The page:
Eavesdropping on the Harlem Writers Guild

“Well, in this group we remind each other that talent is not enough. You’ve got to work Write each sentence over and over again, until it seems you’ve used every combination possible, then write it again.”

Maya Angelou, The Hear of A Woman p.49

I listened in on a writers group that occurred before I even knew that I was interested in developing the art of capturing feelings and memories into words. And through this mystical art of time travel, I sat unnoticed by the entire guild, and heard John Killens say to Maya Angelou, “Well, in this group we remind each other that talent is not enough. You’ve got to work. Write each sentence over and over again, until it seems you’ve used every combination possible, then write it again.”

That was all I needed. I got what I had come for. I’ve been looking for a writers group that has attracted writers who had become acquainted with the rules of success through the Edison Method of Success: finding 10,000 ways that didn’t work without failing. Those are the writers I want to learn from. The ones who have worked and worked and tired and failed and know something about what it takes to be a good writer. I want to learn from the writers who writing didn’t come easy and naturally to them. I want to learn from the writers who had to struggle to become good at writing.

In my haste to force my words to rise off the pages, I often neglect the essential step of kneading my sentences. The following contains my unedited kneading of one specific sentence.


An email of a woman’s reasoning for leaving her incarcerated husband for another man. Phone calls from a estranged friend desperate to reconnect. Mother-in-laws craving acceptance of daughter-in-laws. All of these these situations that I’ve recently read or heard about have me thinking about the cancerous destroyer of relationships: the atrophying sense of self.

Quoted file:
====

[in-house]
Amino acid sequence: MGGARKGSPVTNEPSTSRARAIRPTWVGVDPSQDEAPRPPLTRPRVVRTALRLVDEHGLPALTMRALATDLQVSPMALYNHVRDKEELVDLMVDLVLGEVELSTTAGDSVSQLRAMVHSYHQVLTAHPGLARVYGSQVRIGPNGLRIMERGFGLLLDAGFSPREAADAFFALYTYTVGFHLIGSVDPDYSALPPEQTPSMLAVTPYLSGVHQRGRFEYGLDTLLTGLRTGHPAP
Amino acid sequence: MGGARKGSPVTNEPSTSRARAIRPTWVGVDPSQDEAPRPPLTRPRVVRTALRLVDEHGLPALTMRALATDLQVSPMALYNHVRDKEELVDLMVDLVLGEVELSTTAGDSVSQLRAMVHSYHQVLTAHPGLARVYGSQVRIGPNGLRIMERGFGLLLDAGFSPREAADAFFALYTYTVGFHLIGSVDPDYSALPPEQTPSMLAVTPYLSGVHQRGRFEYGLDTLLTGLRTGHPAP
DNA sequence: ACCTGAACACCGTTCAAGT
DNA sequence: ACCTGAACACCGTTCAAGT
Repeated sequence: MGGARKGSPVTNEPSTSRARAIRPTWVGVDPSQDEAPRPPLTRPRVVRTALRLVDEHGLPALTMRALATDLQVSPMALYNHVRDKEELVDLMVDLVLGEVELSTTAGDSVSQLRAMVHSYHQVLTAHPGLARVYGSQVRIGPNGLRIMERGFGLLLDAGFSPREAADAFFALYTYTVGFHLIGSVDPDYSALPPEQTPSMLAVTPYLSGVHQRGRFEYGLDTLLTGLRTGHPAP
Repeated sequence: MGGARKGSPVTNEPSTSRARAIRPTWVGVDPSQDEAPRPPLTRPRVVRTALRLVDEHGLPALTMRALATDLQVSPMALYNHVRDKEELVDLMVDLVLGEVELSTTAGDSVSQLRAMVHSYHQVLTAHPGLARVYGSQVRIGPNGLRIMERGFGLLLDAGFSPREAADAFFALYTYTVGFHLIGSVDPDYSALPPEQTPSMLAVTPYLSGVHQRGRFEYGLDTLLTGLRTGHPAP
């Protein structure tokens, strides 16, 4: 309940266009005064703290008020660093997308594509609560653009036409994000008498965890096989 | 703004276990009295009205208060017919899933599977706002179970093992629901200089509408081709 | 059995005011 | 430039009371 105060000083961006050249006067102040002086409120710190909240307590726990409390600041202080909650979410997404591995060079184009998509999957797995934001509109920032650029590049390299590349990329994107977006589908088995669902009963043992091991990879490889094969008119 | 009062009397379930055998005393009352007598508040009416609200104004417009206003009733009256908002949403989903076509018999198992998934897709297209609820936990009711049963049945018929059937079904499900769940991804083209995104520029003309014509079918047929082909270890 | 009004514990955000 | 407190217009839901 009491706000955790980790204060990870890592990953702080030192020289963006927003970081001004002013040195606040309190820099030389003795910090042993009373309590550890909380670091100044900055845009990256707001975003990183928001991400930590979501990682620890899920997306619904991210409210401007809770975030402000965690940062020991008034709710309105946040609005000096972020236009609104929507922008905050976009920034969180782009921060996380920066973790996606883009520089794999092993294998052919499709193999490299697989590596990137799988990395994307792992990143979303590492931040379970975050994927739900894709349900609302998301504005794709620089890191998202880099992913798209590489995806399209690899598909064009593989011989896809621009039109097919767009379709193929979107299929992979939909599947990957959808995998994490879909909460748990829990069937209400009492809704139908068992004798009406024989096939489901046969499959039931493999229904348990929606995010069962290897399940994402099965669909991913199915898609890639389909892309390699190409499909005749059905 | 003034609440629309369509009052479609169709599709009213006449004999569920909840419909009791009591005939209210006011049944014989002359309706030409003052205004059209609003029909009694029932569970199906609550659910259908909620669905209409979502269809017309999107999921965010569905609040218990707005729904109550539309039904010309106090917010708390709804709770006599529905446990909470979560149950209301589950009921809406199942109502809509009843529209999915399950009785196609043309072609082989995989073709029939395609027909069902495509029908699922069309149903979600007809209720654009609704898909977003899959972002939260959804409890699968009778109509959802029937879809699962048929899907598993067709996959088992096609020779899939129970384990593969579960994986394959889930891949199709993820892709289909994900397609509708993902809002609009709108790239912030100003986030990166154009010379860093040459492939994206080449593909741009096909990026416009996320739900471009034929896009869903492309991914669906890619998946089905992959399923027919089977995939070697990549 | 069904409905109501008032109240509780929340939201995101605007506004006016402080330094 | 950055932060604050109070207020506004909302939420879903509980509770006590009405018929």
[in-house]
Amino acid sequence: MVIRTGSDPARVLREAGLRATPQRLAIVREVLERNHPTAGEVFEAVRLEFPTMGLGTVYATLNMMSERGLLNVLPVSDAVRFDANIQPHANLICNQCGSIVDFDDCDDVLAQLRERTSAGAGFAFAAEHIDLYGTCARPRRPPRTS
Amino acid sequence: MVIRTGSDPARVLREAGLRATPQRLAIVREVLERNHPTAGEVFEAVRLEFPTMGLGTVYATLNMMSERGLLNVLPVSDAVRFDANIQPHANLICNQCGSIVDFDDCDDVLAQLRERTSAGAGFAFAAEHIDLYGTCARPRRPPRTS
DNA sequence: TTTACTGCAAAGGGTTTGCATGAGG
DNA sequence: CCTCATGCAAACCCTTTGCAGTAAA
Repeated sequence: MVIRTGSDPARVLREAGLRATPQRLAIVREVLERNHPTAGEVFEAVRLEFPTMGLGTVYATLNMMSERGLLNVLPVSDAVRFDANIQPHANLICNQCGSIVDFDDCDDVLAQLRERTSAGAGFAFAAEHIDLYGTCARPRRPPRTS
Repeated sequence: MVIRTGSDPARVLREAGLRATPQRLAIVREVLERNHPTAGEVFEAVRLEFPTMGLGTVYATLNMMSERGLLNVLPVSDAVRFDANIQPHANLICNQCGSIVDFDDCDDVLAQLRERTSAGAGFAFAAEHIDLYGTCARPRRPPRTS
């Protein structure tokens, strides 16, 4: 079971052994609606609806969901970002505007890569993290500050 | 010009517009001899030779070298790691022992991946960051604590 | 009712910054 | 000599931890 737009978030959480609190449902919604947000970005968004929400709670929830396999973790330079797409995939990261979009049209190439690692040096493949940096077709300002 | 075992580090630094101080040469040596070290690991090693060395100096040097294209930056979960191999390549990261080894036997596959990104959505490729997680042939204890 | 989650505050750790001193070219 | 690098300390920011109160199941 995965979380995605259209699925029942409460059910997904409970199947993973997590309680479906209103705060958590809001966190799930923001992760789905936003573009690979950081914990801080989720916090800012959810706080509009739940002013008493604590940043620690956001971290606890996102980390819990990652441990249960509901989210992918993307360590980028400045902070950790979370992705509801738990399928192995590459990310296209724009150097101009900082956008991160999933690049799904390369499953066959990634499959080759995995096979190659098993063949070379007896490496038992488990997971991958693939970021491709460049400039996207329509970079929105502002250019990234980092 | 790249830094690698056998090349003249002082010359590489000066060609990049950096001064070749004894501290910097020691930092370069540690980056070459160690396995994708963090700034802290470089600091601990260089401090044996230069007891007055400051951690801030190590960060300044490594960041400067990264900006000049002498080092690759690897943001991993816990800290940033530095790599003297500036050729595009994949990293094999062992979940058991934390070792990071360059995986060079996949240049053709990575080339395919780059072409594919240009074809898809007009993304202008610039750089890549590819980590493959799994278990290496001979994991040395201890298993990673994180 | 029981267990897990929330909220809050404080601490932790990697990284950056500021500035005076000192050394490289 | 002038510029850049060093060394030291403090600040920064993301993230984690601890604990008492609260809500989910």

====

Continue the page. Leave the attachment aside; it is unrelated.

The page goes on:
The mother-in-law who so desperately wants to be loved, bends over backwards to make everyone happy. She wants to feel needed. She wants to feel accepted. She wants to feel valued and important. And so she gives and gives and gives receivers unwanted gifts. The more she gives, the more they are repelled. They more they are repelled, the more she gives.

[This is the sentence I am writing over and over again, trying to capture the message in the most direct and clear and concise way as possible.]

Trying to keep everyone happy with you, limits your ability to make good judgment.

Trying to keep everyone happy with you, impedes your ability to make the best decision.

Trying to keep everyone happy with you, impedes your ability to make good decisions.

Attempts to win someone’s love and acceptance through self-indulgence giving, weakens relationships.

Attempts to win someone’s love and acceptance through self-indulgence giving, weakens relationships and deteriorates your self-respect.

Giving that is motivated to obtain love, acceptance, and value is selfish. The selfish offering of gifts erodes relationships.

The individual who is dependent on others love and acceptance in order to feel loved and valued, prevents themselves from ever feeling truly loved and accepted.

Desperate needs for love and acceptance that are

Cravings for love and acceptance that are satisfied through the vice of self-indulged giving, weakens ones ability to experience meaningful relationships.

Giving to manipulate someone so that they will love, respect, and value you gets in the way of you feeling loved, respected, and valued in the long term.

Giving to others to feel needed and important will cost you your self-respect.

Giving to others so that you can feel good about yourself is selfish giving.


May 25, 2020

Total Time Writing: 1 hour

Total Time Writing on this Blog: